Elon Musk Has Actually Bought Twitter

Elon Musk

Elon Musk has actually followed through and purchased one of the world’s largest social media platforms, Twitter.

The deal, announced today by Twitter, amounts to a USD $44 billion (AUD $61.4 billion) sale of the platform with more than 200 million users. It’s one of the largest tech takeovers in history.

Musk will now head the company as Chief Executive and has said that he has big plans for the site. Following the closure of this deal, Twitter will now become a private company and Musk has long said that he wants to ‘champion’ free speech on the platform.

The sale comes as something of a shock, given that the Twitter board of directors was thought to be fighting off a takeover by the founder of Paypal, Tesla, and Space X.

Last week, Musk announced he had made an offer of USD $54.20 a share to stakeholders, well above the market rate for Twitter shares. He also revealed that he had already purchased 9% of the company, making him briefly one of the largest shareholders of Twitter.

Other stakeholders moved to counter his influence over the company, buying up more shares to fight off an attempted takeover. There was also suggestion they could adopt a ‘poison pill’ strategy, accessing shares for much lower price and undercutting Musk.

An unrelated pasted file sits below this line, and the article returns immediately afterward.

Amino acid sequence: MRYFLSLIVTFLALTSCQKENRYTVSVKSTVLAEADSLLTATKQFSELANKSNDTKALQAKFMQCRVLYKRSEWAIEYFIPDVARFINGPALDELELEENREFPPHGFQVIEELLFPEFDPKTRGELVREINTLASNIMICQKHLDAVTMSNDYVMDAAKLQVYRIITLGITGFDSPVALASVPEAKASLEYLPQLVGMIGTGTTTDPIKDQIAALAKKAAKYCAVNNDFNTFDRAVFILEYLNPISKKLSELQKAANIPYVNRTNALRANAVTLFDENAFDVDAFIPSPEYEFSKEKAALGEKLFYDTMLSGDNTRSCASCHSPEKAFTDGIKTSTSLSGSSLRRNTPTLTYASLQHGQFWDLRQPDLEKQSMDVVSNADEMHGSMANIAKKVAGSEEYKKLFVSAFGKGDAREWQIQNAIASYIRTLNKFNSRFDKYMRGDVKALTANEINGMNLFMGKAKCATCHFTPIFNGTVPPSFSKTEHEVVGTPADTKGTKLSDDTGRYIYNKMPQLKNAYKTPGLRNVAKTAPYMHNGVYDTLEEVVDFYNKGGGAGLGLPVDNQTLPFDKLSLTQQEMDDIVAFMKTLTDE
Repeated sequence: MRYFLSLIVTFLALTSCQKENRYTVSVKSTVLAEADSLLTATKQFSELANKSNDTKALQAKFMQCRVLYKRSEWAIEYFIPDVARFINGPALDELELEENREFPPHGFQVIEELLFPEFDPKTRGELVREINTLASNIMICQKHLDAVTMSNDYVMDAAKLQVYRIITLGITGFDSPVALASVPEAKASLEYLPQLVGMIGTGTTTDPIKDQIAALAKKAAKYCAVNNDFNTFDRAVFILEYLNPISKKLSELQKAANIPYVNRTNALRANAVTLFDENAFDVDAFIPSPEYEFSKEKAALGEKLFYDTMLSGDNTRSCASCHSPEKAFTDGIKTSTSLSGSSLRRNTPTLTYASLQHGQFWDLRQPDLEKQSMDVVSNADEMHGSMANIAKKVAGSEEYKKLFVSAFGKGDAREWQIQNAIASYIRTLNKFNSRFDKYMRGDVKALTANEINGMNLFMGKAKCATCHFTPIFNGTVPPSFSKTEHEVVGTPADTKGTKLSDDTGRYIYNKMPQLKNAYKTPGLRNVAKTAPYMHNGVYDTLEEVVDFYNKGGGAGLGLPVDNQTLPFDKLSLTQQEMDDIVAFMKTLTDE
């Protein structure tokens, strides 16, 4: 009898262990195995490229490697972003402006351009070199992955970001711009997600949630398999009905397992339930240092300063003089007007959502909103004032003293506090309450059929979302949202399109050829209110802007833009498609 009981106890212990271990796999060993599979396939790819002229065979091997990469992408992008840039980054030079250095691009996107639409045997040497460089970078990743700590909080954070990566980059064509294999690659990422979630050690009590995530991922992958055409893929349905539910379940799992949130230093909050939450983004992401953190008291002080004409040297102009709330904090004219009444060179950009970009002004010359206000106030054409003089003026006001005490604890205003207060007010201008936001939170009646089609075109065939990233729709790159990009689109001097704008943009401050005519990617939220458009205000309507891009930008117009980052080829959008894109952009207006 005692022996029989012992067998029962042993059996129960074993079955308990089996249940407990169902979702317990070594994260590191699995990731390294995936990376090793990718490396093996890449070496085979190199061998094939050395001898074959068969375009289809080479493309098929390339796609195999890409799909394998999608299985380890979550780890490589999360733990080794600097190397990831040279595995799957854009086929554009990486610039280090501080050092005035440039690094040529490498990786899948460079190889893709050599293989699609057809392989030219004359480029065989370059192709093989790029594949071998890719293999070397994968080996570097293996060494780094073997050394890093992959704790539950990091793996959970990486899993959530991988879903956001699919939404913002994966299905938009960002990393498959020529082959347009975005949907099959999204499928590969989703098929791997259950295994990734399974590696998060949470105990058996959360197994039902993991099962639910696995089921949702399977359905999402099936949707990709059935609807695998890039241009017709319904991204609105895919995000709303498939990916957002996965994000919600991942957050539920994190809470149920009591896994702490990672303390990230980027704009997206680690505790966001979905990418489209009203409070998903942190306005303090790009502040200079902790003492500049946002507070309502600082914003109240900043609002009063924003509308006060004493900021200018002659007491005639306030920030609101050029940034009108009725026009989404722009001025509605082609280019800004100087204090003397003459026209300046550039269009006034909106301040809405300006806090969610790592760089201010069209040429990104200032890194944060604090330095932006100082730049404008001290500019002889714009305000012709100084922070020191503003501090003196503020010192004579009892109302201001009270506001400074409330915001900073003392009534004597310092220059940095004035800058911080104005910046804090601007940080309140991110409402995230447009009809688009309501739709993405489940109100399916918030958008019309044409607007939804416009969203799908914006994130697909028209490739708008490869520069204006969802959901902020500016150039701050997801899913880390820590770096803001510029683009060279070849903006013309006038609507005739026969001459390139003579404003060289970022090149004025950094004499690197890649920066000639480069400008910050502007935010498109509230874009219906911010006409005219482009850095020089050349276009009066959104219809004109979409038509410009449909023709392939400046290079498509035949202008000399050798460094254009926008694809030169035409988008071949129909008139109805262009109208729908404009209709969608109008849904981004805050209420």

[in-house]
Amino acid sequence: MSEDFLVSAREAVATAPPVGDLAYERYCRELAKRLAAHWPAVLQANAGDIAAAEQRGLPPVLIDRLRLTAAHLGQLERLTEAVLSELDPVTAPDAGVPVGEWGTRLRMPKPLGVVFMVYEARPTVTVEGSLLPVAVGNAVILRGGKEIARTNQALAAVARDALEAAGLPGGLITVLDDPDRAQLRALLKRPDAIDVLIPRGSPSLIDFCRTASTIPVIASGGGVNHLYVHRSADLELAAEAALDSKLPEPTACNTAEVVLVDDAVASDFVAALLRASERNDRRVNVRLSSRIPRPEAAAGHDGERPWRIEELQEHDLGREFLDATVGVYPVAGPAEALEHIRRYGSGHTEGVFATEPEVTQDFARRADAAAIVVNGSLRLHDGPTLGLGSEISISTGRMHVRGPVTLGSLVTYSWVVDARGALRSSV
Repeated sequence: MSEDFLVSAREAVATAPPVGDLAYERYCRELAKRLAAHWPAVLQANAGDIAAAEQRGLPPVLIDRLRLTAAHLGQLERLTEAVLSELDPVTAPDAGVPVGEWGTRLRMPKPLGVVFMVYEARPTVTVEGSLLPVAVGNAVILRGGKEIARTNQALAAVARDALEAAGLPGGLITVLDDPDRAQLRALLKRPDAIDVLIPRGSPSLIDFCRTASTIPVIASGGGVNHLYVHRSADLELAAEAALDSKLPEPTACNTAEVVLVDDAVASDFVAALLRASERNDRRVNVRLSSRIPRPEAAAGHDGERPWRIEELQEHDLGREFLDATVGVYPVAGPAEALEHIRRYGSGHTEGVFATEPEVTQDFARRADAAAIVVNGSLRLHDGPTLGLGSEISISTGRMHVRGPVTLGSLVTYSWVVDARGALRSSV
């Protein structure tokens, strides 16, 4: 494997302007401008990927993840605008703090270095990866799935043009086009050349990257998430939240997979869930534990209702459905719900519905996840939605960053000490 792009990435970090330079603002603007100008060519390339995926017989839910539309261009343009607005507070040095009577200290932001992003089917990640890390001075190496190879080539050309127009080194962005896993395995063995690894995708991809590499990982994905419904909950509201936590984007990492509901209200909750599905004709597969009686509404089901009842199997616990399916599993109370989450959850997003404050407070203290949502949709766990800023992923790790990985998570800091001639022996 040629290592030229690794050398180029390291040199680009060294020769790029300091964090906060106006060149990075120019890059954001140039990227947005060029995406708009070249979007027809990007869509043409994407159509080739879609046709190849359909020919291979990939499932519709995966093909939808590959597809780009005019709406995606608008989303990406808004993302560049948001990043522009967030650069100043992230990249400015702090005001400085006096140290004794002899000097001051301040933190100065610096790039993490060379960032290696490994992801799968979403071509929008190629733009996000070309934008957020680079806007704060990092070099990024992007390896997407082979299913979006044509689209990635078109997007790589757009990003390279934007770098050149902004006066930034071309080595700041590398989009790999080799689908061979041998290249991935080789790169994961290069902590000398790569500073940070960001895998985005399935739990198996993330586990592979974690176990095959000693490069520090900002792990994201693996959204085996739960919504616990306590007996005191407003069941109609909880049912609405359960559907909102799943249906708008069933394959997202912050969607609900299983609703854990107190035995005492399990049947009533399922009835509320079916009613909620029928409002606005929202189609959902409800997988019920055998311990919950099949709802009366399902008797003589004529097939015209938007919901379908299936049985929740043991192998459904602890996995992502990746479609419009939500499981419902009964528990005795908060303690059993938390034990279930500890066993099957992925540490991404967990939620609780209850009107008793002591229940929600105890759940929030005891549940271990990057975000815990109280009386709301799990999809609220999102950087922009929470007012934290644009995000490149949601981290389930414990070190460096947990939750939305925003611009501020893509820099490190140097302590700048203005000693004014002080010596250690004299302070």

This all appears to have been cleared up as Musk secured loans to finance the deal and the Twitter board considered his offer over the weekend. The offer was the same one made on April 14 and the Twitter board accepted it unanimously on April 25.

Twitter is famously the villain of right-wing politicians and ideologues, particularly in the US, who view the platform as ‘silencing’ of right-wing voices. Twitter’s biggest move in this direction was the banning of former US President Donald Trump during his instigation of a coup on the US Capitol Building. Beyond this, however, there isn’t much evidence that Twitter has a political bias, as both those on the left and right of politics often criticise it of censorship.

Trump, who is currently building his own version of Twitter that will prioritise ‘free speech’, has said in an interview with FOX that he will not be returning to the platform.

Musk has said on Twitter that he hopes that even his “worst critics remain on Twitter, because that is what free speech means.”

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